Russell Westbrook snagged a rebound he probably shouldn't have, like he often does, and dribbled the ball to the corner right in front of the Thunder bench.
He could pass. He could drive. Instead, he pulled up and shot one of those off-the-dribble threes that regularly goes horrible wrong.
Westbrook held the pose, his arm raised, his hand cocked, and behind him, his teammates went berserk. Randy Foye raised three fingers in the air. Enes Kanter went down in a crouch like he was about to wave a runner in from third base.
On a night that emotions ran high at The Peake, no one was more composed, more cool, more in control than Westbrook. He made the right plays. He pushed the right buttons. And in a series everyone thought the best point guard would be wearing Warrior blue, you can pretty clearly say he is actually wearing Thunder blue.
Thunder 118, Warriors 94.
Oklahoma City has taken a commanding 3-1 lead in this series in large part because Westbrook is playing the smile right off Steph Curry's face. The joy that the Warrior point guard has so often played with these past two seasons is gone, eviscerated by Westbrook's sheer force of will.
“Just his effort and his energy I thought through the course of the entire game … as a coach, you sit there and you have great respect and admiration for somebody that plays that hard and gives to the game and to his teammates,” Thunder coach Billy Donovan said.
Thing is, Westbrook always plays with great energy. That is never a question with him. But playing like this? Where he's getting to the basket with such frequency, then making great decisions to either score or find a teammate? Where he's disrupting early and often on the defensive end? Where he's doing all that while still making the game easier for everyone around him?
Westbrook scored 36 points, grabbed 11 rebounds and dished 11 assists on Tuesday night, becoming the first player with a 30-plus-point triple-double in a playoff game against a defending champ since Charles Barkley in 1993, according to ESPN Stats & Info.
Players just don't get those kind of numbers in the playoffs, and they really don't get them against the Warriors.
Westbrook is a problem for which the Warriors have no answer.
“We're trying to keep him out of the paint and keep him out of transition,” Warriors coach Steve Kerr said, “so when you have 21 turnovers, it's going to be pretty hard. We've got to take care of the ball better.”
No doubt the Warriors didn't help themselves with all those turnovers, but Westbrook himself caused some of them. He had four steals, but there were a bunch of other instances where he affected plays and forced the issue.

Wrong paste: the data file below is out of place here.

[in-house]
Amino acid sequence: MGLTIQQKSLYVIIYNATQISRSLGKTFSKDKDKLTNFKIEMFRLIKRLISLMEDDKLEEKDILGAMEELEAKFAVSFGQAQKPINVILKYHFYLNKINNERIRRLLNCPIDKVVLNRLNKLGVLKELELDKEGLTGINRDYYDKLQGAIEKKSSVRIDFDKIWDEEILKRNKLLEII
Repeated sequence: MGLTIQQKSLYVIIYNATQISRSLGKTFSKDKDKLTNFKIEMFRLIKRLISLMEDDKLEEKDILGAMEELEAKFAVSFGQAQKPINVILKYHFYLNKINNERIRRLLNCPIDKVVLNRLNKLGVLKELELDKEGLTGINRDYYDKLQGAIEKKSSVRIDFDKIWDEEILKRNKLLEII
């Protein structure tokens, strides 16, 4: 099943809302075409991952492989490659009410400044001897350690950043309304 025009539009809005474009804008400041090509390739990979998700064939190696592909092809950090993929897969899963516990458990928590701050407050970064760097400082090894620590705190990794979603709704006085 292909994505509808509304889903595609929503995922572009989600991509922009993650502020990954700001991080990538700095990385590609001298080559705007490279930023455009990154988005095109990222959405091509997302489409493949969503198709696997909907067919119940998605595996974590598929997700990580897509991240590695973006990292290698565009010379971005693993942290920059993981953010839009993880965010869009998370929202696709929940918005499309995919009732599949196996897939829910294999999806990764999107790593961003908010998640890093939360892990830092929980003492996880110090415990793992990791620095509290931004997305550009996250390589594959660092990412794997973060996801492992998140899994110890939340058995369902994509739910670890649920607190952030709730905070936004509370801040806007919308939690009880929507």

Defensively, the Thunder rattled the Warriors, forcing six turnovers each out of Curry and Draymond Green.
“He's just a problem in passing lanes,” Warriors sharpshooter Klay Thompson said of Westbrook. “We didn't use his aggressiveness to our advantage. We let him disrupt too many possessions. We've got to make him pay for when he gambles.”
Maybe the Warriors can do that in Game 5, but the evidence sure doesn't seem to be in their favor.
Westbrook is helping the Thunder out-Warrior the Warriors.
Oklahoma City is the team getting out in transition and scoring quick points. The Thunder is swinging the ball around, finding open shots, then finding even better shots. And Westbrook is the catalyst for all of that.
He's a big reason that role players like Serge Ibaka and Andre Roberson scored 17 points each. On their own, they combined to far outpace Green, Harrison Barnes and Andrew Bogut, who combined for only 23 points. And who'd have thought we'd be saying that about a couple of guys who we thought would have their biggest (and maybe only) contributions on the defensive end in this series?
Steven Adams chipped in 11 points while Dion Waiters had 10 points. Add that to the 26 points that Kevin Durant scored, and you have balance like the Warriors often have.
Westbrook is the catalyst for all of it.
“Plus, to absorb the number of minutes he absorbs and to put his body on the line like he does,” Donovan said. “Listen, I played the game.”
Then, the coach chuckled.
“Not at that level,” he said. “But I know how physically taxing and demanding that is to do what he does with the minutes that he plays. Same thing with Kevin. Those guys are obviously being game planned against and they're having to play defense and they're having to generate shots and they're having to create. I think the physical stamina, concentration and ability of not only Russell but also Kevin night after night … is really, really remarkable.”
It sure is, but Westbrook doesn't seem to be slowing down one bit. If anything, he's getting better as these playoffs go on. He's playing superbly even as the competition gets tougher while at the same time playing calmly as the intensity gets higher.
Never will it be higher than Thursday night in Oakland.
But as Westbrook sat in postgame interviews wearing pinstriped overalls, a star-patterned shirt and a black fedora, he was the model of calm.
“I just try to read the game,” he said. “I know my energy and aggression can impact the game, and that's what I try to do.”
Then almost as an afterthought, he said, “Create some havoc.”
Just because he's in control doesn't mean he isn't doing some serious damage.